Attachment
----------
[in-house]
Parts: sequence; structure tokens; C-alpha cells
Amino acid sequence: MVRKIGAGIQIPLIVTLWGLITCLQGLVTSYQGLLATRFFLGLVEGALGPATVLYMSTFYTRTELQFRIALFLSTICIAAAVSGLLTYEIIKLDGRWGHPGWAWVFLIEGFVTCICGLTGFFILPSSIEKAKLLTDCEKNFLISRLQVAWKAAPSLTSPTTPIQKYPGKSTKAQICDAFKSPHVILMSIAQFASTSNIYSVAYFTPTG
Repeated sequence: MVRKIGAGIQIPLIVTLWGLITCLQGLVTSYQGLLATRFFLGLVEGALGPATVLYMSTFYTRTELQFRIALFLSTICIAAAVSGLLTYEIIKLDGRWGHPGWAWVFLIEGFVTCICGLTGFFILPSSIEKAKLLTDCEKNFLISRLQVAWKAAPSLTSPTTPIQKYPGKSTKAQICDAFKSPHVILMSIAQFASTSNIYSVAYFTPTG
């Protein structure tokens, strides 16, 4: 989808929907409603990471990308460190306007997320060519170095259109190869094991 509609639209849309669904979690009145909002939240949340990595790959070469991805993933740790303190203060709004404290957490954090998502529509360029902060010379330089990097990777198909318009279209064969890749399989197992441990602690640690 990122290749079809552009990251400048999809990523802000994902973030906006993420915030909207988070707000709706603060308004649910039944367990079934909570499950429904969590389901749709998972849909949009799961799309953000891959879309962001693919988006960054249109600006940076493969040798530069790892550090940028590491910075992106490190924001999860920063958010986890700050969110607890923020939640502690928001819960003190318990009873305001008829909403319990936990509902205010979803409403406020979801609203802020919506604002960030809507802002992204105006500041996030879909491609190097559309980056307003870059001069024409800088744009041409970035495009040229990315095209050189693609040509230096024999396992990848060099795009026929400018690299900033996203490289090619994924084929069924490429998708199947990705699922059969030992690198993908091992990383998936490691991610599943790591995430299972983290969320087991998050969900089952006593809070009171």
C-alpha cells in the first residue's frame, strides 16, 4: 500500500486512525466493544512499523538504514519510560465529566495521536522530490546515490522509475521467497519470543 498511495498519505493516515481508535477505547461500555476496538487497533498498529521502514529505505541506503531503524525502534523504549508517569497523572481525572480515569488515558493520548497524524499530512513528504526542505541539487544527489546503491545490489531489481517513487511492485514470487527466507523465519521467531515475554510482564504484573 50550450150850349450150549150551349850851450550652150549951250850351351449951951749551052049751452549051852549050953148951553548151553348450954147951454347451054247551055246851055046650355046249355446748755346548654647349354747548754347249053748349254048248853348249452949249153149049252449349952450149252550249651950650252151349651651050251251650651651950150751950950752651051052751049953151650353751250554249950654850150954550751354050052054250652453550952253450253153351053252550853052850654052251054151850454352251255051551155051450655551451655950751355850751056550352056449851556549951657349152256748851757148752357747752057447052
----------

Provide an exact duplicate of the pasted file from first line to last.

[in-house]
Parts: sequence; structure tokens; C-alpha cells
Amino acid sequence: MVRKIGAGIQIPLIVTLWGLITCLQGLVTSYQGLLATRFFLGLVEGALGPATVLYMSTFYTRTELQFRIALFLSTICIAAAVSGLLTYEIIKLDGRWGHPGWAWVFLIEGFVTCICGLTGFFILPSSIEKAKLLTDCEKNFLISRLQVAWKAAPSLTSPTTPIQKYPGKSTKAQICDAFKSPHVILMSIAQFASTSNIYSVAYFTPTG
Repeated sequence: MVRKIGAGIQIPLIVTLWGLITCLQGLVTSYQGLLATRFFLGLVEGALGPATVLYMSTFYTRTELQFRIALFLSTICIAAAVSGLLTYEIIKLDGRWGHPGWAWVFLIEGFVTCICGLTGFFILPSSIEKAKLLTDCEKNFLISRLQVAWKAAPSLTSPTTPIQKYPGKSTKAQICDAFKSPHVILMSIAQFASTSNIYSVAYFTPTG
């Protein structure tokens, strides 16, 4: 989808929907409603990471990308460190306007997320060519170095259109190869094991 509609639209849309669904979690009145909002939240949340990595790959070469991805993933740790303190203060709004404290957490954090998502529509360029902060010379330089990097990777198909318009279209064969890749399989197992441990602690640690 990122290749079809552009990251400048999809990523802000994902973030906006993420915030909207988070707000709706603060308004649910039944367990079934909570499950429904969590389901749709998972849909949009799961799309953000891959879309962001693919988006960054249109600006940076493969040798530069790892550090940028590491910075992106490190924001999860920063958010986890700050969110607890923020939640502690928001819960003190318990009873305001008829909403319990936990509902205010979803409403406020979801609203802020919506604002960030809507802002992204105006500041996030879909491609190097559309980056307003870059001069024409800088744009041409970035495009040229990315095209050189693609040509230096024999396992990848060099795009026929400018690299900033996203490289090619994924084929069924490429998708199947990705699922059969030992690198993908091992990383998936490691991610599943790591995430299972983290969320087991998050969900089952006593809070009171």
C-alpha cells in the first residue's frame, strides 16, 4: 500500500486512525466493544512499523538504514519510560465529566495521536522530490546515490522509475521467497519470543 498511495498519505493516515481508535477505547461500555476496538487497533498498529521502514529505505541506503531503524525502534523504549508517569497523572481525572480515569488515558493520548497524524499530512513528504526542505541539487544527489546503491545490489531489481517513487511492485514470487527466507523465519521467531515475554510482564504484573 50550450150850349450150549150551349850851450550652150549951250850351351449951951749551052049751452549051852549050953148951553548151553348450954147951454347451054247551055246851055046650355046249355446748755346548654647349354747548754347249053748349254048248853348249452949249153149049252449349952450149252550249651950650252151349651651050251251650651651950150751950950752651051052751049953151650353751250554249950654850150954550751354050052054250652453550952253450253153351053252550853052850654052251054151850454352251255051551155051450655551451655950751355850751056550352056449851556549951657349152256748851757148752357747752057447052